How come I don’t look good in a suit?
You got a new suit! Congratulations! There’s nothing like the confidence and power you feel when you put it on. But maybe that’s not how you’re feeling right now. Maybe you suit up, look in the mirror, and think: “How come I don’t look good in a suit?” Chances are you’re making a few mistakes. Read on to find out if you’re making one of the five most common beginner suit mistakes and learn how to correct them.
5 Common Beginner Suit Mistakes
1. Not Removing Tack Stitching
Perhaps the most common beginner suit mistake we see is men failing to remove the tack stitching.
What is tack stitching?
Tack stitching is the light-colored thread you often see on a jacket’s sleeve cuffs and vents. You might also see tack stitching across the jacket’s shoulder seam from time to time.
Why is it there?
Tack stitching is used to show that the suit is new and to help it keep its shape while it is on the hanger in the store waiting to be purchased. If you order a custom suit, you will likely receive it with tack stitching as well.
Tack stitching is not a design feature!
When you get your suit home, take a pair of scissors, carefully cut the thread, and remove it from the jacket.
Now while not visible, you will find tack stitching in your suit jacket breast pocket as well as its other pockets. It serves the same purpose–to help the jacket keep it’s shape. If you’ve been wondering why your suit jacket pockets are sewn shut, that’s why.
But these pockets are meant to be functional. So be sure to remove the tack stitching from them as well. A suit isn’t complete without a pocket square and you won’t be able to wear one if you don’t remove the tack stitching.
While everyone agrees that you should remove the tack stitching from your suit jacket’s breast pocket, some guys will argue that you should leave the other pockets sewn shut. Their reason is that doing so will help your jacket look newer longer.
If you use your suit jacket pockets a lot–like, really overuse them–it’s possible that over time they may start to sag or lose their shape a bit. However, unless you’re walking around with your hands heavily stuffed in your pockets every single day, this scenario is quite unlikely.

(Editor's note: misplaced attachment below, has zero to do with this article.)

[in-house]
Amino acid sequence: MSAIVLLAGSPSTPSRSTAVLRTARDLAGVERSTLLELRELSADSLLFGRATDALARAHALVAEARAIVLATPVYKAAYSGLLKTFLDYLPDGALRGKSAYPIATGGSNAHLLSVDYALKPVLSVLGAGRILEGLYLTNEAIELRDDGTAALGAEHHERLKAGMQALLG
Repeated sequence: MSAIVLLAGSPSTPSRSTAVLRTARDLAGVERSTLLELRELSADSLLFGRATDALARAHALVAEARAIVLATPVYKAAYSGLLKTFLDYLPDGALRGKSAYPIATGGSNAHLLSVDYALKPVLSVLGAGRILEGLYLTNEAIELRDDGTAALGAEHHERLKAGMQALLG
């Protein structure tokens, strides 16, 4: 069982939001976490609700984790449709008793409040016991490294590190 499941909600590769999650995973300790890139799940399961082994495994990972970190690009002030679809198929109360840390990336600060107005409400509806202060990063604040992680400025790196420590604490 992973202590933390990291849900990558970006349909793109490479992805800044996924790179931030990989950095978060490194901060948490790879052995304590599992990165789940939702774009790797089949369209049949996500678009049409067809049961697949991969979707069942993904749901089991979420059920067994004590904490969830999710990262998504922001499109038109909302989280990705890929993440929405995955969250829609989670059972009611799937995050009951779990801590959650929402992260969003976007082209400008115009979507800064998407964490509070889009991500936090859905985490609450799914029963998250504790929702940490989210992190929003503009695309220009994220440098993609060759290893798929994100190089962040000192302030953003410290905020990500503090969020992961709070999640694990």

That’s why we encourage you to remove the tack stitching there as well and to use your suit jacket pockets as they were intended!
2. Not Removing Tags
The second most common beginner suit mistake is failing to remove the tags. And we’re not talking about the price tags. The tag that needs to be removed is the tag (or label) often found on the suit jacket’s sleeve.
Why is this tag there?
The tag on the sleeve is there to tell you one of three things:
1. Brand name of the suit
2. Type of cloth
3. Mill where the cloth was made
It’s there for informational reasons, not as a design element.
Suits look good because of their simple and clean design and when you leave the tag on the sleeve, it creates an unintended focal point and distracts from its overall appearance.
So just like you did with the tack stitching, when you get your suit home, take a pair of scissors, carefully cut the thread around the tag, and remove it.
If you’re suiting up, you want to look the part. So be sure to remove that label!
3. Buttoning Suit Jacket Incorrectly
Buttoning a suit jacket might seem pretty simple. But not doing it properly is a very common beginner suit mistake.
There are three common suit jacket styles, each with its own rules for proper buttoning: two-button, two and a half button (also known as a “three roll two”), and a double-breasted jacket. Let’s take a quick look at each.
Two button jacket. A two-button jacket is just what it sounds like–there are only two buttons. That means you’ve got a 50-50 chance of getting it right (or wrong)! With a two-button jacket, always button the top button, never the bottom button, and never both at the same time.
Two and a half button jacket. A two and a half button jacket has three buttons–don’t let the name fool you–and an extra button hole folded into the lapel.
Here’s a simple trick to remember which buttons to button: sometimes, always, never.